Do schizophrenia and other forms of psychosis have an autoimmune component? In other words, are they caused by errors in the immune system that attack nerve cells (instead of defending them), create damage, inflammation and also lead to changes in perception?
The idea that the origin of several psychiatric disorders was to be found somewhere that no one had ever looked (thus revolutionizing the classical theories on mental problems) has been gaining ground for some time. It has also led to significant discoveries in other fields linked to neurological diseases, for example, two years ago an international team of researchers discovered that narcolepsy, a sleep disorder, has an unexpected autoimmune origin (the results of this major study were published in the journal Nature).
Now, on the other hand, neurologists from the University of Barcelona are focusing on a disease with a difficult name – anti-NMDAR encephalitis – which causes symptoms that in some ways overlap with those of schizophrenia and also has a certain autoimmune origin. In practice, this disease is caused by autoantibodies, i.e. by antibodies that target the organism itself, attacking specific proteins placed on the surface of nerve cells (in technical terms known as NMDA receptors, which stands for N-Methyl D-Aspartate).
As reported in the scientific journal Annals of Neurology, the Spanish researchers took small amounts of cerebrospinal fluid (found around the brain and spinal cord) of patients suffering from anti-NMDAR encephalitis and by using sophisticated techniques they extracted the autoantibodies found in this fluid. They then selected, purified and administered them to laboratory animals, which soon developed symptoms similar to those of encephalitis (reversible symptoms, however, when the autoantibodies were no longer used by the researchers). Hence, the researchers were able to confirm that it was the antibodies that induced anti-NMDAR encephalitis.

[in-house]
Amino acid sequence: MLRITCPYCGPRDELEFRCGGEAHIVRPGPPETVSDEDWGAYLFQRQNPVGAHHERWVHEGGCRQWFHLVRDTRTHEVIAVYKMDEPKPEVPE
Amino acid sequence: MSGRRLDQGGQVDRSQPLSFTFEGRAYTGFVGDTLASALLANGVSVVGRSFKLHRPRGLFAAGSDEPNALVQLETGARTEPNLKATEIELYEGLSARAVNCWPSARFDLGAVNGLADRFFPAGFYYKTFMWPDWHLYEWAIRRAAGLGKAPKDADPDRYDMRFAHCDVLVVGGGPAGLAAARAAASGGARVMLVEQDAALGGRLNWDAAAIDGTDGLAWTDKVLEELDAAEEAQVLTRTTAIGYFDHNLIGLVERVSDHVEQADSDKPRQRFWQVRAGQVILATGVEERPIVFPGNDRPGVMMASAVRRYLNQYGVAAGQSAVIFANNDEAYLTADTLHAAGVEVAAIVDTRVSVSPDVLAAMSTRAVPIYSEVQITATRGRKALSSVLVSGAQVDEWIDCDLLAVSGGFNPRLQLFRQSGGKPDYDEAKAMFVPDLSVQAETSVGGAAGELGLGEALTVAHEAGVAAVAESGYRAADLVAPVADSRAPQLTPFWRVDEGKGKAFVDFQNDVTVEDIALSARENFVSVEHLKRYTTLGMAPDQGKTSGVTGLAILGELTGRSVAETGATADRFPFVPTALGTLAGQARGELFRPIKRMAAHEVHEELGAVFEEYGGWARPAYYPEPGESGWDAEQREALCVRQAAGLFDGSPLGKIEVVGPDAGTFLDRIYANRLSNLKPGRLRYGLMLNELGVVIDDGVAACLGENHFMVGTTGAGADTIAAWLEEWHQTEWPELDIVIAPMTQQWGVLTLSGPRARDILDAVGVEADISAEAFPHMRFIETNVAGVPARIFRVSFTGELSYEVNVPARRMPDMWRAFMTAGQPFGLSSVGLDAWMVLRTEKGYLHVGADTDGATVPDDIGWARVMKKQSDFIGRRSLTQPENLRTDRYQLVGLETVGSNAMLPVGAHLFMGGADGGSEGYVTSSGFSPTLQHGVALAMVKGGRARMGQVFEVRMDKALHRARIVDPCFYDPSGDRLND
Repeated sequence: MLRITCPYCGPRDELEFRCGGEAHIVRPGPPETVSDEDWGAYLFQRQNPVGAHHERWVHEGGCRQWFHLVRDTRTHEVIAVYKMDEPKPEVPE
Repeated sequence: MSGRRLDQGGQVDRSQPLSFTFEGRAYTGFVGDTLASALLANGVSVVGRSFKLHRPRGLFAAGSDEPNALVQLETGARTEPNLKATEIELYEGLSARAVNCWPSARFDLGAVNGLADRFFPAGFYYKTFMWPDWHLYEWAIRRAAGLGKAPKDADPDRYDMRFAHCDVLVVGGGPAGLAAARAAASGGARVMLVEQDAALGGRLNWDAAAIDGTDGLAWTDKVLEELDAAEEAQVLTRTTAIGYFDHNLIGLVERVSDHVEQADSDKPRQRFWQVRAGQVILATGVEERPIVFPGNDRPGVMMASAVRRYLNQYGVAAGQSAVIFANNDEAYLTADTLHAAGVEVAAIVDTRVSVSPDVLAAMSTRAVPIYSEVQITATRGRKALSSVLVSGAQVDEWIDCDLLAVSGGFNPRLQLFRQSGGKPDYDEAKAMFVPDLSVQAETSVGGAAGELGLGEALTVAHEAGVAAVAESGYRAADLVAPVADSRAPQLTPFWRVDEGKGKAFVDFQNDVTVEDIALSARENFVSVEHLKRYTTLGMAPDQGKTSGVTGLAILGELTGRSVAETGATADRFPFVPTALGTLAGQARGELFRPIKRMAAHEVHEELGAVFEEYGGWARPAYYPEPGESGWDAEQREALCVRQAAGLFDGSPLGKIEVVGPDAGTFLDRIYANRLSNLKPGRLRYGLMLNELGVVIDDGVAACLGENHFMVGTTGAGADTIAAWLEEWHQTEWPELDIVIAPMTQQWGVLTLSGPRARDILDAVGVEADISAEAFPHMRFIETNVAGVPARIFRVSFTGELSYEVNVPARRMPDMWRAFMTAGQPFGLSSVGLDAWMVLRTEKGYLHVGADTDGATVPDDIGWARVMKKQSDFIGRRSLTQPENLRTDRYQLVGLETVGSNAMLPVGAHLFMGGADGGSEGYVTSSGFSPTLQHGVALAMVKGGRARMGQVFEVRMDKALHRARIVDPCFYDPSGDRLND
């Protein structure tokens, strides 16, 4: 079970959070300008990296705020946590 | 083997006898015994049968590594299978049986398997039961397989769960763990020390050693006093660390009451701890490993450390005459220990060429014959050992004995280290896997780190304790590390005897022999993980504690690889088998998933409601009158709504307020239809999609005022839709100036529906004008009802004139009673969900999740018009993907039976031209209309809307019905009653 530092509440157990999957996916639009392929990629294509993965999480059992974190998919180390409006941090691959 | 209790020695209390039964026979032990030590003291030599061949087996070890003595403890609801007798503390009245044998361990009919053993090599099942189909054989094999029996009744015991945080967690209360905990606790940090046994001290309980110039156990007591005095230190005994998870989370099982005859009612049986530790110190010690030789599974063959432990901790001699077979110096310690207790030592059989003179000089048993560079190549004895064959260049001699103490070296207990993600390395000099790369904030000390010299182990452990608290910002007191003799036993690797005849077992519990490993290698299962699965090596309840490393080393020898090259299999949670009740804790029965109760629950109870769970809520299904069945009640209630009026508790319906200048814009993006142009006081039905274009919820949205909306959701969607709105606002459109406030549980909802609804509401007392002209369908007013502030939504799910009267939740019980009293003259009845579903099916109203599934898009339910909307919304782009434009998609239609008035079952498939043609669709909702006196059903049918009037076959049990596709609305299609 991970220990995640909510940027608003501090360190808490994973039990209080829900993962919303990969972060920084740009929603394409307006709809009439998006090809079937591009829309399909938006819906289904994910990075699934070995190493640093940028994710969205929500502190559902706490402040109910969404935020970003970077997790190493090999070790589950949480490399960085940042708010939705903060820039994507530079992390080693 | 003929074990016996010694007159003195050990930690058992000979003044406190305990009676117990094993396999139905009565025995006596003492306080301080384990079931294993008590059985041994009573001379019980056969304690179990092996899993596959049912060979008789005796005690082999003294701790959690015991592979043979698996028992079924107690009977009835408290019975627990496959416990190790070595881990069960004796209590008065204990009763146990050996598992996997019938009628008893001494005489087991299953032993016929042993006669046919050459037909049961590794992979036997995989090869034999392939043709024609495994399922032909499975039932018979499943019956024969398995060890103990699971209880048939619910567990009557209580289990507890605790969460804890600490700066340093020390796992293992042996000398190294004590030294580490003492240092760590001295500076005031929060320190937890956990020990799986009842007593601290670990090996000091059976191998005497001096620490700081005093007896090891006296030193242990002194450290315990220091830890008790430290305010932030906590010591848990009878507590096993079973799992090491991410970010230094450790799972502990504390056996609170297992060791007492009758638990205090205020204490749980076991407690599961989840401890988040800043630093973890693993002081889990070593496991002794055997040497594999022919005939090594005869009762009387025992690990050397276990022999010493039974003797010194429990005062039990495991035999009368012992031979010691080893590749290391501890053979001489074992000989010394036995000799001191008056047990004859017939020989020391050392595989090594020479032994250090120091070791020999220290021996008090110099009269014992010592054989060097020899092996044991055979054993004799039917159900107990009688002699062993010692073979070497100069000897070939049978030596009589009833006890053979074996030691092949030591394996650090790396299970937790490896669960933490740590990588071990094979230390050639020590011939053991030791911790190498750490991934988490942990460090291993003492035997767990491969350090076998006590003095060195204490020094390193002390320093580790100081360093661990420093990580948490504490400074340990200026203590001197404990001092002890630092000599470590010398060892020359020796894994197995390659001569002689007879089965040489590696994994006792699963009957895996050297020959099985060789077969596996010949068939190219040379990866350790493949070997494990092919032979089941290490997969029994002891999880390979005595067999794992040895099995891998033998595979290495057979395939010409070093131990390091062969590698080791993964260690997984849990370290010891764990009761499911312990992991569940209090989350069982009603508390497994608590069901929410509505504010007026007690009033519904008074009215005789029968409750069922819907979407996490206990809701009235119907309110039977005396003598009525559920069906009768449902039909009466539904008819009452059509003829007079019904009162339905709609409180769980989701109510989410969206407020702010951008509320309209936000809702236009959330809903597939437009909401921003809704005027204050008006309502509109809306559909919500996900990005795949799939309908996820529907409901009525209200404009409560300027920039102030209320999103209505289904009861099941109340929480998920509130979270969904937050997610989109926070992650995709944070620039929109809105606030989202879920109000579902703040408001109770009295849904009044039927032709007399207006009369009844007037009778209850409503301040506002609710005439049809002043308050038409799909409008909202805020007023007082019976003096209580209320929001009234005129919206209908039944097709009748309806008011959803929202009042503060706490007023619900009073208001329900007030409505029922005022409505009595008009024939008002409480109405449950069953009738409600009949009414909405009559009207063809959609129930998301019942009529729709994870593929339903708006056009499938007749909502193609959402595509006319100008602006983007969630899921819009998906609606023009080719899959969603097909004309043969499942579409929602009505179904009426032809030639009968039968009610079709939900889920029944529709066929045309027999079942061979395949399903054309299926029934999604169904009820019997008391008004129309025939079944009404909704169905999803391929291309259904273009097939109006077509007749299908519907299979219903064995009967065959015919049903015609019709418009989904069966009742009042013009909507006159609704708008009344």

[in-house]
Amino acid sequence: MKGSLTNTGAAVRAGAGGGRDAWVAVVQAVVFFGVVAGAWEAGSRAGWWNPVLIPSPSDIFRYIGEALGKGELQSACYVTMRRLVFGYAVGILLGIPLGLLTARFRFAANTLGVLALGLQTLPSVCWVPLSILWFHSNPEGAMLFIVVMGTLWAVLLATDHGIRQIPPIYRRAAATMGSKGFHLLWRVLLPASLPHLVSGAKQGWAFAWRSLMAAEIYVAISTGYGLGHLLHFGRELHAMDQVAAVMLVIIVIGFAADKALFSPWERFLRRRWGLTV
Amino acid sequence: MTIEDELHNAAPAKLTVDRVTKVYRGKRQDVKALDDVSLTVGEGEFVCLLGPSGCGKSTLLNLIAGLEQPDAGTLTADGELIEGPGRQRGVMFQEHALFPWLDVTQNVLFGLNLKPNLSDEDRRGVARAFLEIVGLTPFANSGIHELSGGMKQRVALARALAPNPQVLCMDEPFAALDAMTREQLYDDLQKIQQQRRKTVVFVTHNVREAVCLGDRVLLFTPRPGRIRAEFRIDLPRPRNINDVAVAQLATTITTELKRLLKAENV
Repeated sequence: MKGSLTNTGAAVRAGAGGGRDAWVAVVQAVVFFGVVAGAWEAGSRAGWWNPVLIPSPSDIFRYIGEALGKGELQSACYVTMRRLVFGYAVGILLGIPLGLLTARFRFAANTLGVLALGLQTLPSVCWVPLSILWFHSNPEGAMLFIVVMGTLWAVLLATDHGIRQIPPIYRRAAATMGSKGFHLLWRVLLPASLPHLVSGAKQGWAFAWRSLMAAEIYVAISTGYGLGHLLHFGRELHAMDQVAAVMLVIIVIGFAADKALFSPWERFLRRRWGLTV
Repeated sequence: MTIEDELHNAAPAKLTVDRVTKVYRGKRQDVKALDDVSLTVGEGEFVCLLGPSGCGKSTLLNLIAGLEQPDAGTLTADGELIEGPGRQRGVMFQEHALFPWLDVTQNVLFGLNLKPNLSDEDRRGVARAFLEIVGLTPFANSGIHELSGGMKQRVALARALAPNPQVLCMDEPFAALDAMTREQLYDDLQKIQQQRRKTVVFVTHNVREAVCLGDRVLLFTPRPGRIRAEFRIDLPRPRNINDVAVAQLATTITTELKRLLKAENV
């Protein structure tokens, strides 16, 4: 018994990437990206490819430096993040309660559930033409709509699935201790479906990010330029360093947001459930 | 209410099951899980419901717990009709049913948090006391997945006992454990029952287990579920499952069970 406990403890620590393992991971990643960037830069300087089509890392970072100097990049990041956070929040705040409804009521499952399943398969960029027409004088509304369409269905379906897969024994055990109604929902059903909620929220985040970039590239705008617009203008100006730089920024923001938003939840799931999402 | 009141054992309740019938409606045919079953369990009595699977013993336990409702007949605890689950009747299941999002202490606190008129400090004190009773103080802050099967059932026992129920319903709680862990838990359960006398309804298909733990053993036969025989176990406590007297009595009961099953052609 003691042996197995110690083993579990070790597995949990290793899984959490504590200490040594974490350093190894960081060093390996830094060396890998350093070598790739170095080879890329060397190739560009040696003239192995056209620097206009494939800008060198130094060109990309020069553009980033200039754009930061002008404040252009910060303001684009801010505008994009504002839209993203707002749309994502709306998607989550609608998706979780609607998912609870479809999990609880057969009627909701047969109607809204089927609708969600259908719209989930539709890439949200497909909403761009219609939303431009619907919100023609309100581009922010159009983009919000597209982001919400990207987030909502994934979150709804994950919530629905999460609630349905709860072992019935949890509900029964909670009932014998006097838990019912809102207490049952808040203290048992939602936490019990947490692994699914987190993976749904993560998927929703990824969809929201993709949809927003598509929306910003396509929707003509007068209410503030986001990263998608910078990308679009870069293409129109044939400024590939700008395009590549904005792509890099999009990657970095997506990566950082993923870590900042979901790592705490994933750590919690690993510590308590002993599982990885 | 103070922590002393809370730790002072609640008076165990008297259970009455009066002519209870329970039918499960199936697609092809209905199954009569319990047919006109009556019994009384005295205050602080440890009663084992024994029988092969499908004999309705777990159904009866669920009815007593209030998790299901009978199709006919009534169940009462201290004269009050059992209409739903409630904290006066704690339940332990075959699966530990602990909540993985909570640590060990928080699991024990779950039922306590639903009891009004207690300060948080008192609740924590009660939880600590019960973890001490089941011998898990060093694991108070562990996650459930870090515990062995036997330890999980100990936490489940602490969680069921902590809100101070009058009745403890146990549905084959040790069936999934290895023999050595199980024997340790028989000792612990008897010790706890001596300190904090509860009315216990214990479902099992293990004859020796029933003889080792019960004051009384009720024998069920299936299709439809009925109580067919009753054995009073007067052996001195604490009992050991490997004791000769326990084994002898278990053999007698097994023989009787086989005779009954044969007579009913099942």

But the researchers went even further to identify in detail how the autoantibodies worked. They discovered that these molecules profoundly alter the production of two types of proteins found in the brain of animals (and humans): type 1 dopamine (which decreases) and type 2 dopamine (which increases), well known for their crucial role in schizophrenia and many other psychiatric disorders.
Dopamine, as we know, is a neurotransmitter (i.e. a molecule that connects nerve cells to one another) that plays an important role in the feelings of pleasure and reward, but also affects many cognitive functions and sleep.
If other studies confirm that psychosis and other psychiatric disorders, including certain forms of depression and dementia (which have similar symptoms), have, at least in part, an autoimmune origin, the drugs normally used to restrain the immune system could also be used to treat these disorders. And new, more specific ones can be studied, but always in the immunological field.
In this way, the classic antipsychotics that are used today and that in many cases are not effective as would be hoped, also due to their many side effects, could be complemented or replaced.